A NIGHT OF AWARENESS & DISCOVERY; RUTGERS EQUINE SCIENCE CENTER 2017 EVENING OF SCIENCE AND CELEBRATION by Calvin Schwartz
November 17th 2017
Calvin Schwartz graduated from Rutgers University with two science degrees and spent 12 years in retail Pharmacy and over 25 years in optical sales and management. Along the road of personal reinvention, there were several trips to Sedona, Arizona for barefoot red- mountain vortex climbing and decades of Jersey shore jetty sitting and Atlantic Ocean salt air inhalations. What followed was an evolution to a spiritualist, environmentalist, and trans-humanist (looking for ways to live to 150 years without overdosing on broccoli). Ten years ago, his first novel ‘Vichy Water’ was published and he subsequently morphed into a journalist, producer, co-host of NJ Discover LIVE TV and a ‘Jack of All Trades’ writer for NJ Discover where he covers music, environment, homelessness, animal causes and anything else relevant to Jersey’s molecular magic. A second novel is in the ‘reinvention’ works.
Facebook: Cal Schwartz Instagram: cal_schwartz Twitter: Earthood Novel Website: www.vichywater.net Email: firstname.lastname@example.org
One of the first reality TV shows was Candid Camera (for those of you who remember) and it actually began around 1948, before my viewing maturation. The point being, the tag line of the show was something akin to “when you least expect it.” I’m about to segue the tag line to how I arrived at the Rutgers Equine Science Center Event on Thursday November 9th. The interconnectivity of the universe fascinates me.
I’ve known Warren Zimmerman, Co-Chair of Equine Science Center and Past Chair & CEO, State Theatre New Jersey, for the past six years of my journalism. Our paths have often crossed in varied venues of Rutgers participation, athletic viewings, football, men’s and women’s basketball and arts and culture.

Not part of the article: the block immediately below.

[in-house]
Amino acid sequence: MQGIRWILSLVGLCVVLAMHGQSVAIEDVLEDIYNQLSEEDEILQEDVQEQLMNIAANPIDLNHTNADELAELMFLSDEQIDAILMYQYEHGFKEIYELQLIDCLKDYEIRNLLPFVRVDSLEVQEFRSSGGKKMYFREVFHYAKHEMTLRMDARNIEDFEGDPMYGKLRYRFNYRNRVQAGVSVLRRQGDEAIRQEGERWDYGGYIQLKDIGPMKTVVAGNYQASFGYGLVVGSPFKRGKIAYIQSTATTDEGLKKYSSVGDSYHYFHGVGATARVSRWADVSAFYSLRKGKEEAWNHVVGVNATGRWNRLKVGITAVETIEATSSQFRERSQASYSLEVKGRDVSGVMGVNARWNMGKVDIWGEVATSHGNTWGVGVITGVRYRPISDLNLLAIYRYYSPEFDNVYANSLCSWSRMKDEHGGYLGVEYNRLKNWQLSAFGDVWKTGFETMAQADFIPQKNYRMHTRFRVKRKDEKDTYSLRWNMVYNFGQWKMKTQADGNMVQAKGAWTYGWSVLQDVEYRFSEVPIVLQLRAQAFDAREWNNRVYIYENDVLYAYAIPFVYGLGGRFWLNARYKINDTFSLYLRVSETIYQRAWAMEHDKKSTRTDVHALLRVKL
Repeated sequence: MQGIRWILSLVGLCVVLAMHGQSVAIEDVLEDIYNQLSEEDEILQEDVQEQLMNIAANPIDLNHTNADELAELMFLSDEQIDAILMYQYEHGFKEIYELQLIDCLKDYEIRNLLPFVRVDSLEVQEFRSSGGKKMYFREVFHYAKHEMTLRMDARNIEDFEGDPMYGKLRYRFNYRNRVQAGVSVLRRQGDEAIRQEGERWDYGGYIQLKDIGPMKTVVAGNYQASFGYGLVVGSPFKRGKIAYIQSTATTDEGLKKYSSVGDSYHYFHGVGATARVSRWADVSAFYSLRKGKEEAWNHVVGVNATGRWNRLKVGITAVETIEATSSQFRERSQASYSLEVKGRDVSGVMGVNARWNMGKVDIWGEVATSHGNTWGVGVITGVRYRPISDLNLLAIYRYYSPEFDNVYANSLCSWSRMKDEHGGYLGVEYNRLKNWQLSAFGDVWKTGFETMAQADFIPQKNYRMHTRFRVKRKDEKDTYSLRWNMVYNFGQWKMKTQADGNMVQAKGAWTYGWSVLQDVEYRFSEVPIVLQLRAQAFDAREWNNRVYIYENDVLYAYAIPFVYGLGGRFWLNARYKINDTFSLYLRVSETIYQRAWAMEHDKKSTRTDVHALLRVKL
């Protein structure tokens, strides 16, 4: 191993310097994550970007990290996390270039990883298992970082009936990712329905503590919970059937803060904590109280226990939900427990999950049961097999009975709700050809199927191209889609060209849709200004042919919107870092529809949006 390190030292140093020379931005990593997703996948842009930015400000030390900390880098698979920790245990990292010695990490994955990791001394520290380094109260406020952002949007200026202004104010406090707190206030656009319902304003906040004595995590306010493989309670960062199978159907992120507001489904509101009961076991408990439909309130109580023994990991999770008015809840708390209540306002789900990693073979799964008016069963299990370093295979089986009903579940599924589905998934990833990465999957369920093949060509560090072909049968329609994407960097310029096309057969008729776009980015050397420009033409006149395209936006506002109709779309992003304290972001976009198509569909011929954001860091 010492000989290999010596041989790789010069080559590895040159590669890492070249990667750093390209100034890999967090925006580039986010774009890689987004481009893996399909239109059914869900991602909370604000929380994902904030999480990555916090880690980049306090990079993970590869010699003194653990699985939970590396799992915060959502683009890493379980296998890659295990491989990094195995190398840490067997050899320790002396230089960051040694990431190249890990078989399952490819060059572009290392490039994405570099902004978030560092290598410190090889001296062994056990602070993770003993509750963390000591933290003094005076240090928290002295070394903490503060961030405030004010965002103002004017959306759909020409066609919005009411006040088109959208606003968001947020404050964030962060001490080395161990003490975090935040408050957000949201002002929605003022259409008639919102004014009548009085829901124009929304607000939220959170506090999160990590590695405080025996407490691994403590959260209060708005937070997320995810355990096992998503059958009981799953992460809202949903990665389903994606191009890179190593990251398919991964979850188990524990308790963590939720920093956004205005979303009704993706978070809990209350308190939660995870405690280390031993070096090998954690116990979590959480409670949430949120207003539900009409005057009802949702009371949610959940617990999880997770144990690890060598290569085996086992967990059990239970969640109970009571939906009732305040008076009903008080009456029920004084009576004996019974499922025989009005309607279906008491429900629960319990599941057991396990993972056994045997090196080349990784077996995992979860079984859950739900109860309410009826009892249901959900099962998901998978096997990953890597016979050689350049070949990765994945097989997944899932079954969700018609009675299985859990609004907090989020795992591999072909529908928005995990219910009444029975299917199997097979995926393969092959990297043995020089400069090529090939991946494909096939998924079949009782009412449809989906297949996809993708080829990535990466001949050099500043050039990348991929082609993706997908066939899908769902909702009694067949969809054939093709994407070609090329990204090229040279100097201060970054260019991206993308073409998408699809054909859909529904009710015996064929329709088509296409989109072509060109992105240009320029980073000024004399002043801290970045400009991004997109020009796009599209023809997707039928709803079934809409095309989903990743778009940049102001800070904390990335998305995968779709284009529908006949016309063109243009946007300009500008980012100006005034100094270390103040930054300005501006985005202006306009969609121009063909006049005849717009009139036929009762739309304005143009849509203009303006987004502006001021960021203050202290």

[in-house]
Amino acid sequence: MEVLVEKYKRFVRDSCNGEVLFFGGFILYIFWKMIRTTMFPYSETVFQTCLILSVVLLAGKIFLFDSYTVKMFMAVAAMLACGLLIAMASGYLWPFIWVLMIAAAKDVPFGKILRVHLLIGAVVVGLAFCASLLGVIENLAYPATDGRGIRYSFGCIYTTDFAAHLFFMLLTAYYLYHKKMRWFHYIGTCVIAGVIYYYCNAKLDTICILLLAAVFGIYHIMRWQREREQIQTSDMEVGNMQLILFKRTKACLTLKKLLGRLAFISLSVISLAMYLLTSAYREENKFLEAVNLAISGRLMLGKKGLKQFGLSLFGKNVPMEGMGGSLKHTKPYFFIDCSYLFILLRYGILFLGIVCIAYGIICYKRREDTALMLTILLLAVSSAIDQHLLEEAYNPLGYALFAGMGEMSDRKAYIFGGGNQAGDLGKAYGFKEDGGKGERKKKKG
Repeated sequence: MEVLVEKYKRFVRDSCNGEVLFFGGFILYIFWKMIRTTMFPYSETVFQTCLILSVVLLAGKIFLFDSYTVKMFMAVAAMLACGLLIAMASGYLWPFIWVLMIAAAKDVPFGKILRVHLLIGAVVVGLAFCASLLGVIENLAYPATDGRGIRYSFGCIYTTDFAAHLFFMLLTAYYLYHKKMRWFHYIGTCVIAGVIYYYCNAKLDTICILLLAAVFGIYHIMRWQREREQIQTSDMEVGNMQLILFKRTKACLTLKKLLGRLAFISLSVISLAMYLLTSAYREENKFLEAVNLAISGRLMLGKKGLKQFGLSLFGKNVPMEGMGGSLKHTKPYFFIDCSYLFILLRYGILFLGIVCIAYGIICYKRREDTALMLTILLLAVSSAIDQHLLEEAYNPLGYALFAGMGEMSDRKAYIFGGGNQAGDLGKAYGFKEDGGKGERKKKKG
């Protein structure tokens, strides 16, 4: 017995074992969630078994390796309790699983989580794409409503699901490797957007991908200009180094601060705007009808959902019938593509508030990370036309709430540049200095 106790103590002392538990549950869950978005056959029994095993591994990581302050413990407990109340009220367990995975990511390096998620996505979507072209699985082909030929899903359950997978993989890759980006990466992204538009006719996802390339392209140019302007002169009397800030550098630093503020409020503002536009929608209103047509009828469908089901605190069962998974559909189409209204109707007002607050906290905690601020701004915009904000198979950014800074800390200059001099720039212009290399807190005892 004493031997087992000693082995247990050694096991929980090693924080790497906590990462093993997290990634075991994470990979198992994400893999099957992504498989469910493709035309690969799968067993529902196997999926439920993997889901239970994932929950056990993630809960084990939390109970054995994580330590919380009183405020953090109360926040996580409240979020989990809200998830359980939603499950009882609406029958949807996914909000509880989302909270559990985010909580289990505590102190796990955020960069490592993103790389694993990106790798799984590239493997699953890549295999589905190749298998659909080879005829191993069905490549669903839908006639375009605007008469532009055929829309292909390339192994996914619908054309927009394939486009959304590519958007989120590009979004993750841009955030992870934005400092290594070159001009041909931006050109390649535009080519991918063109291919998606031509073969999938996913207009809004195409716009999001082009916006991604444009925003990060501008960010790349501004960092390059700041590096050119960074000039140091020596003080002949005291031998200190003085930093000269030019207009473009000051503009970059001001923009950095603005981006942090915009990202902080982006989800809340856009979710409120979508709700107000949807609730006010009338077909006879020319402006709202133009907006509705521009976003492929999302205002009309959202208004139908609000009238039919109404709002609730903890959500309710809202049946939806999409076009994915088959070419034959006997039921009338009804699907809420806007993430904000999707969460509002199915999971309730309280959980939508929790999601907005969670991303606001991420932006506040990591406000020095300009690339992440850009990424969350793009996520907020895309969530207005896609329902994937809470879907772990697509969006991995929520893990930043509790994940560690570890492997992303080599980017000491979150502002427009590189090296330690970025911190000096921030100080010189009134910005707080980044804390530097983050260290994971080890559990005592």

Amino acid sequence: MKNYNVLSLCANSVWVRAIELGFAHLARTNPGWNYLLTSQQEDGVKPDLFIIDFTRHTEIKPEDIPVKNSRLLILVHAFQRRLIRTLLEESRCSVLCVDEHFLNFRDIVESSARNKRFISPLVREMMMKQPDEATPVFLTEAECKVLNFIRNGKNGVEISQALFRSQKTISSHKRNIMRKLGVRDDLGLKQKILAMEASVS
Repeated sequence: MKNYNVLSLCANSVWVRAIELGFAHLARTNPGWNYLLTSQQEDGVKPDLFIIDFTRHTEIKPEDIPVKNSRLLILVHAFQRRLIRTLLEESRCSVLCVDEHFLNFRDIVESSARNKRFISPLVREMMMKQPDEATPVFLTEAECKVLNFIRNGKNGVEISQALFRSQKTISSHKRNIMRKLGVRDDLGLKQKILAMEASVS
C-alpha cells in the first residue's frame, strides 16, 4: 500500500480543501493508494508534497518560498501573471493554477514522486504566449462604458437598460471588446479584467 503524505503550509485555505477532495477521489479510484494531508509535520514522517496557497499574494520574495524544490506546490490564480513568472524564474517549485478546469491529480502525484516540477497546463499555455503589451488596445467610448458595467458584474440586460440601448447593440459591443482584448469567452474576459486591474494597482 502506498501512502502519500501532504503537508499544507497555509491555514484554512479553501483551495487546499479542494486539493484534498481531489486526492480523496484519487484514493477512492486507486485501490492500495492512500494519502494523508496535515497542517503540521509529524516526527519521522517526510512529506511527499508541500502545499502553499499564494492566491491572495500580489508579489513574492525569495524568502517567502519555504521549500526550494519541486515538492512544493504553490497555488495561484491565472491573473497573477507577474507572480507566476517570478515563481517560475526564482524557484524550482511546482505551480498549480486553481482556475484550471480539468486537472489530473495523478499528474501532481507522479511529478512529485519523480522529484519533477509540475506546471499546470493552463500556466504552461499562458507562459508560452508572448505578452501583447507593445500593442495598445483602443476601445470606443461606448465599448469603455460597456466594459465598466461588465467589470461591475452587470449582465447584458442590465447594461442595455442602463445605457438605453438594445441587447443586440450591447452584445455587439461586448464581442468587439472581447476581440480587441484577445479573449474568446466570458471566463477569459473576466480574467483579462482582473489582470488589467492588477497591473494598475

Recently, I spent the day at Funny Farm Rescue-An Animal Sanctuary in deep South Jersey, where they nurture and care for 500 unwanted animals. One of the animals, a retired horse, was enjoying life at 45 years old. I wrote an article for NJ Discover on my time there. Warren read it and when we were together at an event in the foothills of Bedminster a few weeks ago, he asked if I’d be interested in learning about horses, and the Equine Science Center. My response was instant intent. I prefaced by reminding Warren of my commitment to animals, having stopped eating all animals with four legs in 1975. So, when I least expected it, in Bedminster, sitting near a fire pit, I was on my way to a new world of Equine Science and a very special evening of learning about the science of horses.
How often have I randomly quoted Aldous Huxley, as it is a brave new world? At the VIP reception for the evening, I immediately met Dr. Karyn Malinowski, Director and Professor of Animal Sciences. We exchanged verbal credentials, mine paltry compared to hers. Later at the banquet dinner, attended by several hundred supporters, students and enthusiasts, Dr. Malinowski presented a scientific paper, “The Effect of EAAT on the Well-Being of Horses, and Veterans Diagnosed with PTSD.” EAAT is equine assisted activities therapy
Interestingly, I was quite absorbed with the science involved. Sitting next to Warren at the dinner, he repeatedly asked if I was enjoying the proceedings, meaning Dr. Malinowski’s discussion. Smiling broadly, I held up my yellow legal pad, filled with six pages of notes. What hooked me was the aspect of the study as to working with horses and with Veterans with PTSD. I’ve been writing about and interviewing for the past two years and had him as guest on my NJ Discover LIVE TV Show, a Marine Veteran, Robert Consulmagno, diagnosed with PTSD & Bipolar. He became a world ranked Jiu Jitsu fighter and PTSD and Bipolar advocate, working with the Veterans Administration. (http://www.supercrazycozmo.com )